He’d almost forgotten what they looked like.
The old soldier gripped his rifle strap tighter as if the canvas cutting against calloused skin could hold off the dull ache in his chest.
Pianos, they used to call them.
Instrument of the gods, according to her.
He’d laughed, but she just grinned.
One day you’ll see.
He swallowed hard and stepped forward. Ash crunched beneath mud-stained boots. A cool breeze crept around his raised collar. A few bits of green crept along the forest floor. Not enough to veil what happened here. Not enough…
His hands over her eyes. Smooth hands, unstained with age and blood. He pulled them away. A simple piano stood in the center of a bare room.
She said its music could contest the gods, but at that moment her laugh put every song to shame.
It was still there.
The ache in the soldier’s throat tightened.
Overhead, branches rustled with the sighing wind.
The piano rested in the center of the clearing, stained with half a century of rain and wind. It was only the tree that kept it standing, near as he could figure—a gnarled trunk, growing through the center of the piano like a prisoner’s face stretched toward the sky.
She’d been right. Its music could rival any other. Or maybe it was simply her voice.
She made up the strangest lyrics during their long walks as the shadows closed in. She’d whispered them to drive away the rumors of war. She’d laughed them as she said ‘yes’ to the greatest question a man can ask.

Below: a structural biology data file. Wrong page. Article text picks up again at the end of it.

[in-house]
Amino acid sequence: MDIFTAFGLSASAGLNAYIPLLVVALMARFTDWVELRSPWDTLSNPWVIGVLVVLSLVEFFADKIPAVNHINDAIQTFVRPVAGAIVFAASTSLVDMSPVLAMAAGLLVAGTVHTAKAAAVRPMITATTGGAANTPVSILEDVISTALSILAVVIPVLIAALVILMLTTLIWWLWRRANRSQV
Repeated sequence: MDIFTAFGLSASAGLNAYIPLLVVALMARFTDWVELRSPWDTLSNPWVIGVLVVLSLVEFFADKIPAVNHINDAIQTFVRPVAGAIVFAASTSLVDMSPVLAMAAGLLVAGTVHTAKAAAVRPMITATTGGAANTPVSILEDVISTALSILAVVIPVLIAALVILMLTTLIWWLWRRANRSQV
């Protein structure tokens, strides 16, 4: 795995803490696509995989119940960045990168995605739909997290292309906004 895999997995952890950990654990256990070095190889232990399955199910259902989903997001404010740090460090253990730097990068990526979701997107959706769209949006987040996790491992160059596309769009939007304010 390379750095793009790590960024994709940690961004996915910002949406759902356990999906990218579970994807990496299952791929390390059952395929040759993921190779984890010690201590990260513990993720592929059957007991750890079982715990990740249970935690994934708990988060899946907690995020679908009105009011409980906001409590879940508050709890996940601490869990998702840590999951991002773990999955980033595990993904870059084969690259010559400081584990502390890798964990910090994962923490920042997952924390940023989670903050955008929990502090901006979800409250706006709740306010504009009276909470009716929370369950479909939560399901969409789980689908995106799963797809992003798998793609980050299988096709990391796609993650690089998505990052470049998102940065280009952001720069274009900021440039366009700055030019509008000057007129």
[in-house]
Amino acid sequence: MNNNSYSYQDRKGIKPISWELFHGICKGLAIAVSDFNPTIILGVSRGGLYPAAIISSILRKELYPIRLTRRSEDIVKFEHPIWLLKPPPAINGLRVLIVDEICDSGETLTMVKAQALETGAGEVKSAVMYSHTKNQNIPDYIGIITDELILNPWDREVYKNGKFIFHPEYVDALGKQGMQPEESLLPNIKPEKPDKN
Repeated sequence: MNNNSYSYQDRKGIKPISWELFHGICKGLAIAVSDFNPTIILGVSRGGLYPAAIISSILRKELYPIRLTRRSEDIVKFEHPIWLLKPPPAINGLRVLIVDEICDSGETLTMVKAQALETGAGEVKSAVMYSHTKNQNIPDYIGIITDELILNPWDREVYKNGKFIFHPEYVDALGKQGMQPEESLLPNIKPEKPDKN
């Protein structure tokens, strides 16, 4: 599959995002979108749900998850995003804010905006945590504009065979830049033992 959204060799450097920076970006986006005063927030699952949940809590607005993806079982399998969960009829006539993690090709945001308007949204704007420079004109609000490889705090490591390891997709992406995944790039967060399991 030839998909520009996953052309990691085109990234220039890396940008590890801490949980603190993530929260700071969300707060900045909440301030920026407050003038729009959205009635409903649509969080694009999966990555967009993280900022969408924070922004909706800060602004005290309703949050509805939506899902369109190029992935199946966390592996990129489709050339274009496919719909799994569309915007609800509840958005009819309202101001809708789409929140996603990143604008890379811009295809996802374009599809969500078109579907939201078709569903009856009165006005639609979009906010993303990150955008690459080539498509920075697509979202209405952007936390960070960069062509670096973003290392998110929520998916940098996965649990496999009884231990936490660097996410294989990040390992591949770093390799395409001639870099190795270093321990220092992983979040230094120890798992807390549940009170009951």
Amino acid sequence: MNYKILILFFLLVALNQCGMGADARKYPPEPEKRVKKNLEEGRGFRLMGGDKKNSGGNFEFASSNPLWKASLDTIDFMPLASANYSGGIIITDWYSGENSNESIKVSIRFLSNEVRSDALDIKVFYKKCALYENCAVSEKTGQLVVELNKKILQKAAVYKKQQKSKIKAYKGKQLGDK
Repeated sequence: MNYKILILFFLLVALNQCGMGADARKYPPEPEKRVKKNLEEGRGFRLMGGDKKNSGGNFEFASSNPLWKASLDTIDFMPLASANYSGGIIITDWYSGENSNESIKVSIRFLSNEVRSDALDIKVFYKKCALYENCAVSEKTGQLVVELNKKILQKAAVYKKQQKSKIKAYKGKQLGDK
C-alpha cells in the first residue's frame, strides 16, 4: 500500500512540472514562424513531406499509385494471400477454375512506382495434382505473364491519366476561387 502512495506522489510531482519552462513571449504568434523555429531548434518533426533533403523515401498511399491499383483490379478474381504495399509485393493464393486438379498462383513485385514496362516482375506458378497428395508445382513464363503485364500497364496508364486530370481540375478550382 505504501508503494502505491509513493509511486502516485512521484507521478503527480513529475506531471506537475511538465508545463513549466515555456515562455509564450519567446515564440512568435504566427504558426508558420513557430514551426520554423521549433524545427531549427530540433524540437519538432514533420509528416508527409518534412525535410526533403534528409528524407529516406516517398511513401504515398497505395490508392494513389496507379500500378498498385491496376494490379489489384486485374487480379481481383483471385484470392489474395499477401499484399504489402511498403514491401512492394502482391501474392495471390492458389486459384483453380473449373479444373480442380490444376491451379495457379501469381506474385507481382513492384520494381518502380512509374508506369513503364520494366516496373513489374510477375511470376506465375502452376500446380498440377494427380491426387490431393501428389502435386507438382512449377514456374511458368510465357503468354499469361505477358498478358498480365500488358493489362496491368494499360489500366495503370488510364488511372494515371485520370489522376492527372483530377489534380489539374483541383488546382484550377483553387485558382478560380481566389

They’d sat, side by side on the bench, her head on his shoulder as he carefully carved into the sleek wood.
The soldier shivered and touched the battered wood. The lines were still there. Faded, but there. He traced the heart with a trembling finger.
‘The morning sings, the evening weeps. The eagles find the dead. And watching from the eyrie, the eagle child cannot speak.’
Her voice shook that night, but she’d smiled at him.
The next day, the nations ran in blood and fire. They smelt smoke on the wind.
They said her brother died. Her father and mother. He’d held her close. But in the night she was gone. He found her in front of the piano, fingers poised over the keys. She didn’t touch them.
She never played again.
He squeezed his eyes shut, bowing his head to rest against the wood. A single tear traced his weathered cheek.
“You didn’t have to go, you know.” The words were barely a whisper. “You could have stayed…”
He tried. Forced her to eat. To rest.
They didn’t leave the city, even as battle overtook it.
She didn’t cry. He wished she would if only so he could wipe away the tears.
One morning she didn’t wake. The sedatives he’d given her were gone—a week’s worth in one night. It would have been so easy to follow. So easy…
“You thought the music of life disappeared.” He pressed trembling lips together. “What I would have given for you to understand…the music only left when you did.”
He’d taken her away from the flames and bullets. The piano too. Far away, to a secluded grove with only the trees to witness.
He’d buried her there. No stone to mark the place. Only the instrument she loved best, resting above where she lay.
“I told you’d I’d visit, Clare.” He blinked against the tears. “I’m back.” He traced a hand down the molded keys. They were chipped. Stained yellow and black. His fingers splayed over the last several. He pressed them in soft succession.
The rusted notes whispered through the grove like the weeping of a god.